This is the second year that Co-op has offered the $25,000 Community Donation separately from the $100,000 grand prize winner. When the promotion first began in 2013, the community donation went hand-in-hand with the grand prize, but in 2019 they changed that and made them two separate prizes. The community winner is determined by ratio per capita of entries from individual communities. In this way small centres have an equal opportunity to claim the prize as is evidenced by last year’s community winner. Birch Hills, Sk., with a population of approximately 1000, won the $25,000 community donation which they used to enhance their Youth Skate Park by equipping it and community gardens with washroom facilities and a camping gazebo. The concrete Skatepark was designed by the community’s youth to provide a permanent, multi-functional recreation area for the community. Loaner skateboards are available from the Youth group who operate out of the Birch Hills Community Church. A full size basketball court was completed in 2015 adding to the variety of activities available for the community. The community garden which operates on the same property, has 20 nice sized garden plots that are available at the beginning of the gardening season. The addition of the washrooms and the gazebo make the space even more inviting as a gathering place for community members. Every time you enter the online sweepstakes, your town receives a vote for the donation. The town with the most votes per capita will receive the community donation.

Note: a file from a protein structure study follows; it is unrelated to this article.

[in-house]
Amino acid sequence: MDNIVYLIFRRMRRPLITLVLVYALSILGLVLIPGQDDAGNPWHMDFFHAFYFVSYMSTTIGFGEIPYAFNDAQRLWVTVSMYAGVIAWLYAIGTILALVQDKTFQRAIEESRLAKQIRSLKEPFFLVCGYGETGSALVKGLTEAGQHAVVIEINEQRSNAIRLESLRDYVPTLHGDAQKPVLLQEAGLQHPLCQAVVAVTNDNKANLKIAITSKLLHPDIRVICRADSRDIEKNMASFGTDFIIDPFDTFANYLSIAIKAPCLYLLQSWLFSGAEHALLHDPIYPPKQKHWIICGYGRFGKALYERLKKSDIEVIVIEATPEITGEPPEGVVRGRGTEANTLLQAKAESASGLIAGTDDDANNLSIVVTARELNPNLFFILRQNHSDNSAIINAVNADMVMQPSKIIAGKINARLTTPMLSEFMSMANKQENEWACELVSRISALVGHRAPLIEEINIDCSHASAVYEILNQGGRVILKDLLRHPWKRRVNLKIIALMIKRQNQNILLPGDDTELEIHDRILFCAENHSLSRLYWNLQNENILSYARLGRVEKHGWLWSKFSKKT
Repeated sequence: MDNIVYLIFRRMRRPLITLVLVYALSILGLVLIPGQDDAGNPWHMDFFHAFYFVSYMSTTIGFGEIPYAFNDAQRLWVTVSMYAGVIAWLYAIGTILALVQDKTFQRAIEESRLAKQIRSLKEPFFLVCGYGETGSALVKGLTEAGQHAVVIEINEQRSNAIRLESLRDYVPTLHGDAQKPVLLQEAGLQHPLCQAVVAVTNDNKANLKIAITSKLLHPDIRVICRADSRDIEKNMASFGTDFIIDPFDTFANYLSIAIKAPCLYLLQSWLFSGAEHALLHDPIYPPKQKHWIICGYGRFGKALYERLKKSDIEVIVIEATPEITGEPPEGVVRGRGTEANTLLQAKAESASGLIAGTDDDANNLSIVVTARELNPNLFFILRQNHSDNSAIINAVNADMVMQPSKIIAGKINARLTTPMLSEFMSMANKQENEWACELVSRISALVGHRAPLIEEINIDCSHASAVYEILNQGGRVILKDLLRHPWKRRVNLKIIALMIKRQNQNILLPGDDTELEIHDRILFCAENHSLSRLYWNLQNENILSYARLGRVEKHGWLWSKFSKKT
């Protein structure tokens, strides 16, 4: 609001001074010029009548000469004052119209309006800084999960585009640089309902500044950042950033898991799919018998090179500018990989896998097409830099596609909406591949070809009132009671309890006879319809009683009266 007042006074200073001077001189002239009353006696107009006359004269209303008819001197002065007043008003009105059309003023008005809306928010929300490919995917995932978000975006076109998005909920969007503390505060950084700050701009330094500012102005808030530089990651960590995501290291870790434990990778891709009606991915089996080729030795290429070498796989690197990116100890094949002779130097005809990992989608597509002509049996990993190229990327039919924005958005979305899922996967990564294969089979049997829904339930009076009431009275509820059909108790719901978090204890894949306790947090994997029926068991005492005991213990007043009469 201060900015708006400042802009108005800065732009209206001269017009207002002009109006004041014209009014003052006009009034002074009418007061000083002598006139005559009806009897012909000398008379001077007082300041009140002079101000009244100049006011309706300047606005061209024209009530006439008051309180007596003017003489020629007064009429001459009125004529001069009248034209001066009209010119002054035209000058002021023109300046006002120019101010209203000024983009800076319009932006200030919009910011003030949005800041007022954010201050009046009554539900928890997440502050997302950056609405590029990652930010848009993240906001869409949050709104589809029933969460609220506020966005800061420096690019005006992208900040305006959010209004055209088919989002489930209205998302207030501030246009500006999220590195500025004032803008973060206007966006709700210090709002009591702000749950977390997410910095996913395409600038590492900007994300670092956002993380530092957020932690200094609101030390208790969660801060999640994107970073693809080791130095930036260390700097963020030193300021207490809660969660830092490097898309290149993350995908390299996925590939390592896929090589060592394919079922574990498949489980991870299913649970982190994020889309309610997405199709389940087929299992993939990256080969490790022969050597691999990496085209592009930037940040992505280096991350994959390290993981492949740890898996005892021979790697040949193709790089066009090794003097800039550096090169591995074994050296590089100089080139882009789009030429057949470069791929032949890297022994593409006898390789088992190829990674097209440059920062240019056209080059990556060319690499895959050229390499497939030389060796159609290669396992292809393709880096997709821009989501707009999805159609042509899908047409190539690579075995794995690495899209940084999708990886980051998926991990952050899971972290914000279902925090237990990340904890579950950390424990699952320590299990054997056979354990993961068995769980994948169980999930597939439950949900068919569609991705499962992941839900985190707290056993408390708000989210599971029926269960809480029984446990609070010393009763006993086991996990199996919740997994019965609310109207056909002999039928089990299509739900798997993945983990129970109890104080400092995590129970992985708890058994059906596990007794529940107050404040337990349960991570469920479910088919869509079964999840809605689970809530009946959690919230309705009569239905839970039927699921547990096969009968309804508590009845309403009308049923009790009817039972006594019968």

Federated Co-operatives Limited (FCL) is based in Saskatoon and is the 54th largest company in Canada as well as being the largest non-financial co-operative in Canada. With a total workforce of 25,000 employees they serve 1.9 million active individual members and many more non-member customers at 1,500 retail locations in more than 580 communities across western Canada, the Northwest Territories and northwestern Ontario.